In middle school, they were friends, playing in the same local football league. Some kids played for the Crofton Cardinals. Others wore the jerseys of the Odenton Wildcats.
It was innocent then, when the Cardinals - three seasons undefeated - began calling themselves TNT, or The New Threat. The kids from Odenton became ESD, or the East Side Diamonds.
Born of a sports rivalry, the two groups developed into what Anne Arundel County police are calling dangerous gangs. A resulting conflict left 14-year-old Christopher David Jones dead late last month. Days later, the home of someone erroneously believed to have been involved in Christopher's death was firebombed.
The death of Christopher, who was riding a bicycle in his neighborhood, has angered and shaken a middle-class community where families move for good schools and safety. It has also provided a stark illustration that gangs are not a problem confined to inner cities and the suburbs closest to them.
Experts say gang activity in suburban and more affluent communities, prevalent since the early 1990s, is expected to peak in coming years as the population of the most susceptible youths, ages 14 to 17, booms.
"The suburban gang trend is on the uptick," said Dan Korem, author of Suburban Gangs: The Affluent Rebels.
The development poses a challenge to law enforcement, schools and parents. Tackling the problem has been complicated by classroom privacy laws, and by the difficulty in figuring out whether a group of teens who give themselves a name will blossom into a dangerous organization or will dissipate in a few months or years, as they often do.
"We're not saying that every kid on a street corner with a T-shirt down to his knees is necessarily a gang member," said Baltimore County Police Chief James W. Johnson.
Of about two dozen gangs identified in Baltimore County, most have fewer than 25 members, Johnson said. In some cases, he said, "10 kids get together and decide to form a gang," and often it doesn't last.
"Yes, we do know there are gang members in the schools," said Anne Arundel Police Lt. J.D. Batten Jr., head of the school safety division, during a recent legislative hearing examining legal changes intended to prevent deaths such as Christopher's. "It is not illegal in the state of Maryland to be a gang member. To be a gang member is not an actionable offense," Batten said.
One out of two police agencies in suburban communities nationwide reported gang problems in 2007, according to that year's National Youth Gang Survey, the most recent figures available.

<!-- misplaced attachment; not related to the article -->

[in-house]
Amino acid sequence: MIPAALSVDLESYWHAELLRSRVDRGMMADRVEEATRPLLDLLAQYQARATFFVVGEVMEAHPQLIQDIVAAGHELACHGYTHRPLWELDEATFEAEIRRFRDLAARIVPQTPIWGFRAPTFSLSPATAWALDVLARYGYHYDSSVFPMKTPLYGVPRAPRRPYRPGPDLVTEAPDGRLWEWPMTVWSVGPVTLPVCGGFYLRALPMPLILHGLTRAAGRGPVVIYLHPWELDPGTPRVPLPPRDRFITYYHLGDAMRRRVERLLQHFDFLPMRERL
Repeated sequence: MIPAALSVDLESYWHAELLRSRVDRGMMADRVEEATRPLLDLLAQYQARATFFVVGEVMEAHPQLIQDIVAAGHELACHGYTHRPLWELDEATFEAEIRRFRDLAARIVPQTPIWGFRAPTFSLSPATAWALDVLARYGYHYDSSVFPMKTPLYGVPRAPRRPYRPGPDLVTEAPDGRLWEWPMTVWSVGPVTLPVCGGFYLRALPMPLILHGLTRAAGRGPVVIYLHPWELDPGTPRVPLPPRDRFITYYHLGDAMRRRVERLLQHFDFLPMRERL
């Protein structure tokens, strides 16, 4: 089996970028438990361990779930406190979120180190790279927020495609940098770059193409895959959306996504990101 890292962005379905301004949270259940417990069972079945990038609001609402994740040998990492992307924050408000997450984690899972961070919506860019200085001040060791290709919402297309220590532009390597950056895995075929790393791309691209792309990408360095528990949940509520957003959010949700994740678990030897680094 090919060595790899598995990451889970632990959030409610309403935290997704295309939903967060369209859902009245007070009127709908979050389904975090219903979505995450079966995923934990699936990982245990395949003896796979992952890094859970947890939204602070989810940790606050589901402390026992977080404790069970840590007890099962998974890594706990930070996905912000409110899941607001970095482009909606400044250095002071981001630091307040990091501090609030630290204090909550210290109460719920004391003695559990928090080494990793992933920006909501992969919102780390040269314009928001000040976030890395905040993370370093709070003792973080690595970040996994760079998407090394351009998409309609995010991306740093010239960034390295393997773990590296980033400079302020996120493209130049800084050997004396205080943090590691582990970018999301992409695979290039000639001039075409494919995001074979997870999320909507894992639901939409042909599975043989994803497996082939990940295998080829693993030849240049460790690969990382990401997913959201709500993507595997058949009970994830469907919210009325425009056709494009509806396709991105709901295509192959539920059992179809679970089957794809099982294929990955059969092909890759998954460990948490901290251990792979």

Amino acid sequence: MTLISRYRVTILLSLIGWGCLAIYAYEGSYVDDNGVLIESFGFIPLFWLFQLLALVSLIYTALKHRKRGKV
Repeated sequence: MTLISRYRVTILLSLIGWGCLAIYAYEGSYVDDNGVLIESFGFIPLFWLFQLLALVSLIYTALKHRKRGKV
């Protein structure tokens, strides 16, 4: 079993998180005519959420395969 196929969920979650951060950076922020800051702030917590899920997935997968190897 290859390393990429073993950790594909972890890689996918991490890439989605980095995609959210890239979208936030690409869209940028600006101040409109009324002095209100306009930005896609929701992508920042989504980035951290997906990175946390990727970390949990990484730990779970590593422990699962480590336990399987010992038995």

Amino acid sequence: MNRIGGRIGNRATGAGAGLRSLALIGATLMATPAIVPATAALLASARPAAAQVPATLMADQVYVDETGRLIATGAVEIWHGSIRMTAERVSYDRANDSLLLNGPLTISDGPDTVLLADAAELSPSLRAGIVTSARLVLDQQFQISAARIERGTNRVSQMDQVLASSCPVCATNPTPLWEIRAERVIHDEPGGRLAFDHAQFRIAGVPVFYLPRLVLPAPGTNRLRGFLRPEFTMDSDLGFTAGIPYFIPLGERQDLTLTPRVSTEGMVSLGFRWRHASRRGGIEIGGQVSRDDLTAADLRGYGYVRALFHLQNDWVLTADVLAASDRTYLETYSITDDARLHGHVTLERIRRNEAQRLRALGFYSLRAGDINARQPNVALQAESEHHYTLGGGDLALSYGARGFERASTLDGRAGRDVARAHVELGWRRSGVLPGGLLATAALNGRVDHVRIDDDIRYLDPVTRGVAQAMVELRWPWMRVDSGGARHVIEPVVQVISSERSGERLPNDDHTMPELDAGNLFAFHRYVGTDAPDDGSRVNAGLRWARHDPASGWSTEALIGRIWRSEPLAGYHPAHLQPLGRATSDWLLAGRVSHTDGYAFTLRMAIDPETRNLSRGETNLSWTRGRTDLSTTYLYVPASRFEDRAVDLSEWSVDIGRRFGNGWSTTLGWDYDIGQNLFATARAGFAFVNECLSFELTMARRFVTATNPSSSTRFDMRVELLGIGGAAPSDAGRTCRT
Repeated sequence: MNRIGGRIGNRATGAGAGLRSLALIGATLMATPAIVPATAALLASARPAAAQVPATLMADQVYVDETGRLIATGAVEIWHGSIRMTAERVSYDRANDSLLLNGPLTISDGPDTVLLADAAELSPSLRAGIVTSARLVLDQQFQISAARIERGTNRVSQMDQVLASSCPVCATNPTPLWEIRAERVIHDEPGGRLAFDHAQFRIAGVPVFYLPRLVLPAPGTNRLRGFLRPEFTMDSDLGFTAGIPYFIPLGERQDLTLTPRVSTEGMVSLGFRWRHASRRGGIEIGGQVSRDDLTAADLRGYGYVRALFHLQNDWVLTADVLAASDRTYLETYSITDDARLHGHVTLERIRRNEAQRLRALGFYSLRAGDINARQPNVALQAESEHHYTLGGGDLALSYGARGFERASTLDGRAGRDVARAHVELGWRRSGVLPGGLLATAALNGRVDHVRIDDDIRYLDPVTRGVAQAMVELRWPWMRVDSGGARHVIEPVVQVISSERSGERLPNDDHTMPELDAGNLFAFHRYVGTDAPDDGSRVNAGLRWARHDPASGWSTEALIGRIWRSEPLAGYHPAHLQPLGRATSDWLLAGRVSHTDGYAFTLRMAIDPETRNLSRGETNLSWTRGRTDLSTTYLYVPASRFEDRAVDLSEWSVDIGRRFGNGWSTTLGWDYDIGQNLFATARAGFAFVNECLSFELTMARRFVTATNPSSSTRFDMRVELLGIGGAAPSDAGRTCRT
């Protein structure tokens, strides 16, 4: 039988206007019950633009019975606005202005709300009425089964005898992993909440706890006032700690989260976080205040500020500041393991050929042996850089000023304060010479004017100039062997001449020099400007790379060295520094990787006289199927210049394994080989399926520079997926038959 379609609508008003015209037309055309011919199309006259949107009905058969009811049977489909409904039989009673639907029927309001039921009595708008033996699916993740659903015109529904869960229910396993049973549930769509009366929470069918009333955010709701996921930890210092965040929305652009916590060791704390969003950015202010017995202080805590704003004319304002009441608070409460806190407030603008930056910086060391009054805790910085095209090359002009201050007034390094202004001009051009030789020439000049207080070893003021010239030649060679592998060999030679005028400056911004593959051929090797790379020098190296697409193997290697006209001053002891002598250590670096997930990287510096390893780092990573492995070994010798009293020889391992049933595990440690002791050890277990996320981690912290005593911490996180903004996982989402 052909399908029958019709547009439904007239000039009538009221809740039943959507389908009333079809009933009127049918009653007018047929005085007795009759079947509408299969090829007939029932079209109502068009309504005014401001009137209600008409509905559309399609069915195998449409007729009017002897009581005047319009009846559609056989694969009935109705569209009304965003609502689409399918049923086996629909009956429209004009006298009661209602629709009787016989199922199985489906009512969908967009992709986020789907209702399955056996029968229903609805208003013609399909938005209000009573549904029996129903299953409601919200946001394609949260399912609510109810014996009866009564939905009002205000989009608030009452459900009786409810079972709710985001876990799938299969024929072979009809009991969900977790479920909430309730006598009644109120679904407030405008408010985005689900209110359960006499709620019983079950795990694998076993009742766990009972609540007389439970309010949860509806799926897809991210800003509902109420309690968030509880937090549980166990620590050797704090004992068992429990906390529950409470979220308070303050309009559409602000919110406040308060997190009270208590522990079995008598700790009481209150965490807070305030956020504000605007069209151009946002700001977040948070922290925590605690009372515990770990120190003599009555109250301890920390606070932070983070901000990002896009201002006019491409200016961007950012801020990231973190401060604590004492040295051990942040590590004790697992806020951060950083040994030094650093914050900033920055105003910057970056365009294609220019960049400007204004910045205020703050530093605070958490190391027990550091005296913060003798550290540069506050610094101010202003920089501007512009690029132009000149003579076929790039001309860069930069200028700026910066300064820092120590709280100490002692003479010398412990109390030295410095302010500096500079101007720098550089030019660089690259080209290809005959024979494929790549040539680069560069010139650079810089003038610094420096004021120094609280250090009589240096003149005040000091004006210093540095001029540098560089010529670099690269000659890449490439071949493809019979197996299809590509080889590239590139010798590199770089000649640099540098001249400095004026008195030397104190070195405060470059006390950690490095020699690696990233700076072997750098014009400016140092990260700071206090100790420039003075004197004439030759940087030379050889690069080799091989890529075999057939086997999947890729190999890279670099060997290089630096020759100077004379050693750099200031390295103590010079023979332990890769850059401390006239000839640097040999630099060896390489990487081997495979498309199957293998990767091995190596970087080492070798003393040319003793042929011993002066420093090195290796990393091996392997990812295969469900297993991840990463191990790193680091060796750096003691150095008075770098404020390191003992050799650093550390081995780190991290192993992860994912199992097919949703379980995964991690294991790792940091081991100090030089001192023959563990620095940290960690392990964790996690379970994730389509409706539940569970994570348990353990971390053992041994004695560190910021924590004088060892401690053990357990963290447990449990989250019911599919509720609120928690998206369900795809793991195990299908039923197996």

Suburban teenagers join gangs for reasons similar to their big-city counterparts, experts say. They tend to be at-risk youth struggling with family problems, such as divorce or separation, physical abuse or dysfunctional parents. The biggest factor, according to Korem, is that children don't have an adult to turn to for guidance.
Billy H. Stanfield Jr., a member of a Baltimore gang who was shot in both legs in 1993 and subsequently served nearly six years in federal prison on drug-trafficking charges, said gang membership is being fueled by a "fatherless generation," as well as continuing economic hardship and videos and music that promote a gangster lifestyle.
"You have a lot of misguided young people" who believe they have nowhere else to turn, said Stanfield, 40, who founded New Vision Youth Services to counsel young people in Baltimore and neighboring counties to stay away from gangs.
While some youths can be reached, Stanfield said, others are unmovable, even after hearing of his near-death experience. "A lot of them think it can't happen to them," he said.
The activities of the organized street gangs and suburban gangs can be strikingly different. While urban gangs often operate large drug-selling operations and are involved in fatal shootings, suburban gangs are typically more notable for fistfights and "tagging" - the painting of gang symbols on buildings, bridges and elsewhere.
"When [police] see these kids in the suburbs, they say it's a wannabe gang," Korem said. "I said, 'Wannabe? It's still a gang.' It might not be about running a certain corner; it might be just kids who want to put graffiti and beat people up, or do an attack on a school."
Teenagers have been killed in gang disputes in communities from suburban Boston to the western suburbs of Omaha, Neb., according to news reports. The gangs have surfaced on Long Island, N.Y., the suburbs of San Diego and in New Jersey. Last year, a Bergen County, N.J., community college established the "Suburban Gang Project," designed to research the area's gangs and reach out to youth.
Christopher was not part of a gang, his family and authorities say. He was, though, friendly with members of TNT.